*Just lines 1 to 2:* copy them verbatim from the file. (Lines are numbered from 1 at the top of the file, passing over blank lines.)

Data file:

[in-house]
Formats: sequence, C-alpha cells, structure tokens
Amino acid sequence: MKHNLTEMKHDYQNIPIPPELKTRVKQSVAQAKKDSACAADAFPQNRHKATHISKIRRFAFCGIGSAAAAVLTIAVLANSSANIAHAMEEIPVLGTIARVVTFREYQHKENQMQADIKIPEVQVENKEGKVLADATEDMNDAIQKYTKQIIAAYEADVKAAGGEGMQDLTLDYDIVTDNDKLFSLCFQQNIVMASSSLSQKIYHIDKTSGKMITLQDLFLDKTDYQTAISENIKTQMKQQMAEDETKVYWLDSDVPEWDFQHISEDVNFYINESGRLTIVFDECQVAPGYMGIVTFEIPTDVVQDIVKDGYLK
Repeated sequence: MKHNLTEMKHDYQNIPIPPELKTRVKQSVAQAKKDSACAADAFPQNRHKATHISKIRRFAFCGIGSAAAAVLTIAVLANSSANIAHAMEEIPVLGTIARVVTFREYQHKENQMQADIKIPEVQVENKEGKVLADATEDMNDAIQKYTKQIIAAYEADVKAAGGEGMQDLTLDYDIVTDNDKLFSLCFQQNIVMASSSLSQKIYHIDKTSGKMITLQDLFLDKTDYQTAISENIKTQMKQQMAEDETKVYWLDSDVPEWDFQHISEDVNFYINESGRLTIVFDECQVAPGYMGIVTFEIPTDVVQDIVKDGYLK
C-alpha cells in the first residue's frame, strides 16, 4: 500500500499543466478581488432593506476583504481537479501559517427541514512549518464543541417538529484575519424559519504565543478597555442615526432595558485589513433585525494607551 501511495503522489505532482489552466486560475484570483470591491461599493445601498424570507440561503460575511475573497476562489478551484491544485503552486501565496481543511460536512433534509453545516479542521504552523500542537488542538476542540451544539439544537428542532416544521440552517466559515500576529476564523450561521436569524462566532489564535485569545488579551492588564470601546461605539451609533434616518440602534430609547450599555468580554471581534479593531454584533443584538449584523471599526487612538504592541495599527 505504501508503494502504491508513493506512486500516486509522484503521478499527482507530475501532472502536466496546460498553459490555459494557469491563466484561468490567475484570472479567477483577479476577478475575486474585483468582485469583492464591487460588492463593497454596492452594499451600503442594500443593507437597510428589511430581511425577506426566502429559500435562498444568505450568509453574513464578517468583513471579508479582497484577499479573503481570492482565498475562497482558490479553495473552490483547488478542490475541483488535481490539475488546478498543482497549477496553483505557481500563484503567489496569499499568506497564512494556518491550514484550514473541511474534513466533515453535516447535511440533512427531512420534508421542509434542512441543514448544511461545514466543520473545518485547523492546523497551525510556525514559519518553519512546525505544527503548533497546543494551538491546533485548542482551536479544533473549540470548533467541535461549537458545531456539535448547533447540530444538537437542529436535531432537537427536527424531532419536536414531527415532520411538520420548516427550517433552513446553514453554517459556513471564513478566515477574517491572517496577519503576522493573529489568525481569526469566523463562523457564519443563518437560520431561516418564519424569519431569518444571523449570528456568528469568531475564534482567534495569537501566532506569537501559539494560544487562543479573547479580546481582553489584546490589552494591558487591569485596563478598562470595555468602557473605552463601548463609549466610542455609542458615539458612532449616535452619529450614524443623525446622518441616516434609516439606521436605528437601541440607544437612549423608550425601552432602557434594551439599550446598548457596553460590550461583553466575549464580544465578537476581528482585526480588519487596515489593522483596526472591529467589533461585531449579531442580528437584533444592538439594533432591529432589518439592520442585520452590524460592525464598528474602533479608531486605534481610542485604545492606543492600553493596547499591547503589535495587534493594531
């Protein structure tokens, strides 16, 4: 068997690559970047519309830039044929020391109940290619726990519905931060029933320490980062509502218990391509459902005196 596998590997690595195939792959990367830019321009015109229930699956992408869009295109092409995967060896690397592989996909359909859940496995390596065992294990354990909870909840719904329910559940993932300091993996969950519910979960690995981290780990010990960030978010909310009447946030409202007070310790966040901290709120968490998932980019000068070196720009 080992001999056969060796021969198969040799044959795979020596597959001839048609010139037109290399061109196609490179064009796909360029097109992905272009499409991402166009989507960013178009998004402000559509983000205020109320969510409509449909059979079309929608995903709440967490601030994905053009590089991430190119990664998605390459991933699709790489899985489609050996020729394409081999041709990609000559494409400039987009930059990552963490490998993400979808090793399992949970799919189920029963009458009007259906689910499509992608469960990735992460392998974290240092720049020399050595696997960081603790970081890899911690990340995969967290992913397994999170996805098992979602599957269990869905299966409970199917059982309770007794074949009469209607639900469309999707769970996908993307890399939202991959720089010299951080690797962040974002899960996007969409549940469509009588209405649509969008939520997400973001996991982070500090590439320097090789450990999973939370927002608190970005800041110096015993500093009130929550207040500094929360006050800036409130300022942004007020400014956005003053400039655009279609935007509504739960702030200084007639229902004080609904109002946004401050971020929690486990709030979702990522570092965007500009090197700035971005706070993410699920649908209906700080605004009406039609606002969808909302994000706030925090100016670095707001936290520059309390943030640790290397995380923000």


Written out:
[in-house]
Formats: sequence, C-alpha cells, structure tokens